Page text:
"(1) If two or more persons in any State or Territory conspire to prevent, by force, intimidation, or threat, any person from accepting or holding any office, trust, or place of confidence under the United States, or from discharging any duties thereof . . ."

the party injured or aggrieved may have an action for the recovery of damages occasioned thereby. The statute does not appear applicable by its own terms. Moreover, it has regularly been held that federal officers acting under color of federal law are immune from suit under this statute. Bethea v. Reid, 445 F.2d 1163 (3rd Cir. 1971), Williams v. Halperin, 360 F. Supp. 554 (S.D.N.Y. 1973).

It is argued, though, that there is a right to recover damages directly under the Constitution as recognized in Bivens v. Six Unknown Agents, 403 U.S. 388, 91 S. Ct. 1999, 29 L. Ed. 2d 619 (1971). In that case the Supreme Court majority did find a cause of action for damages caused by an unreasonable search and seizure. The interpretation of that opinion made by the Court of Appeals, Second Circuit in Bivens v. Six Unknown Agents, 456 F.2d 1339 (2d Cir., 1972) is informative here. Against the historical background and within the context of the other cases on immunity and discretion of federal officers discussed at length in that opinion, it must be concluded that the Bivens doctrine should be limited to Fourth Amendment rights and it is not applicable here.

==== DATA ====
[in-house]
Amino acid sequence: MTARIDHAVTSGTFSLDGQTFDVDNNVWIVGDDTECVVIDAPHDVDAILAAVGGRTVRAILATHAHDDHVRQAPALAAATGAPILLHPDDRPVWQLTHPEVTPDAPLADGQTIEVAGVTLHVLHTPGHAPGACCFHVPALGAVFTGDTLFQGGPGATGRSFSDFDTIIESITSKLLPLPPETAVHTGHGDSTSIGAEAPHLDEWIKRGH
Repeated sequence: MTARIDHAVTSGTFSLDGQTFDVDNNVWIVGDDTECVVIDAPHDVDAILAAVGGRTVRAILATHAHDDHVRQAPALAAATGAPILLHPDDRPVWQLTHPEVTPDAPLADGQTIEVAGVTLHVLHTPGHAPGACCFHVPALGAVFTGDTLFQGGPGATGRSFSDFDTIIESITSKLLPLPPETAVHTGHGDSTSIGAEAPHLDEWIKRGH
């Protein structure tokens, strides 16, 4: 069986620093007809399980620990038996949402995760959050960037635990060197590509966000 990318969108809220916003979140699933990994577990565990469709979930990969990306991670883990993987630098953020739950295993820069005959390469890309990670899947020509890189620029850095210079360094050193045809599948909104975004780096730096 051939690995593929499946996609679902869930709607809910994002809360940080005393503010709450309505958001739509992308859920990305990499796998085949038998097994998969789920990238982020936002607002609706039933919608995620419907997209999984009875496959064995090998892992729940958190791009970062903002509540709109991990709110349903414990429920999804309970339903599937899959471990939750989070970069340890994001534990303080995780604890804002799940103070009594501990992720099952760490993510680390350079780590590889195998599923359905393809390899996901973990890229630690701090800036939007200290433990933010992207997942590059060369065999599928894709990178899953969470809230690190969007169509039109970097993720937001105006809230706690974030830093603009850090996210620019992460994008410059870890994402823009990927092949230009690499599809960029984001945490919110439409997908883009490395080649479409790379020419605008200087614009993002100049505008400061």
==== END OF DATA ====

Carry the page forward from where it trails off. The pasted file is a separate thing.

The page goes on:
In my view, there is no jurisdiction in this Court to grant relief in damages for the acts alleged in the plaintiff's complaint.

The remainder of the relief requested is to request interdiction of the military orders and cause a reassignment of the plaintiff to his former duty station. There is no jurisdiction to do so. This is not a proper petition for habeas corpus under 28 U.S.C. § 2241 because the plaintiff does not seek release from the military service, and it has been held that the writ is not appropriate for review of military duty assignments. Orloff v. Willoughby, 345 U.S. 83, 73 S. Ct. 534, 97 L. Ed. 842 (1953).

The plaintiff contends for mandamus, 28 U.S.C. § 1361, to compel performance of a duty owed to him under the First Amendment and under 10 U.S.C. § 1034 which provides as follows:

"No person may restrict any member of an armed force in communicating with a member of Congress, unless the communication is unlawful or violates a regulation necessary to the security of the United States."

In Cortright v. Resor, 447 F.2d 245 (2d Cir. 1971), the court assumed jurisdiction under § 1361 to rescind a military transfer alleged to have been made in retaliation for the exercise of First Amendment rights; but the district court's order was reversed because the facts failed to show an abuse *166 of the broad discretion granted to military officers in their commands. Assuming the truth of all of the factual allegations made by Captain Moore, there is no adequate showing of such an abuse of discretion as to warrant interference by a civilian court.

There is finally the question of a judicial review of the denial of relief in the Article 138 proceedings. It is urged that the procedure followed was inadequate and procedurally invalid. There is no statutory authority for a civilian court review of these administrative proceedings, and they are expressly excluded from Administrative Procedure Act, 5 U.S.C. § 701(b) (1) (F). To characterize the question as judicial review is to add nothing to the jurisdictional questions already discussed.

The plaintiff's request for convening a three-judge court under 28 U.S.C. § 2282 was denied previously because nothing in the complaint seeks to enjoin the operation or execution of any statute as unconstitutional.

Upon the foregoing, it is

Ordered that the complaint and this cause of action are dismissed.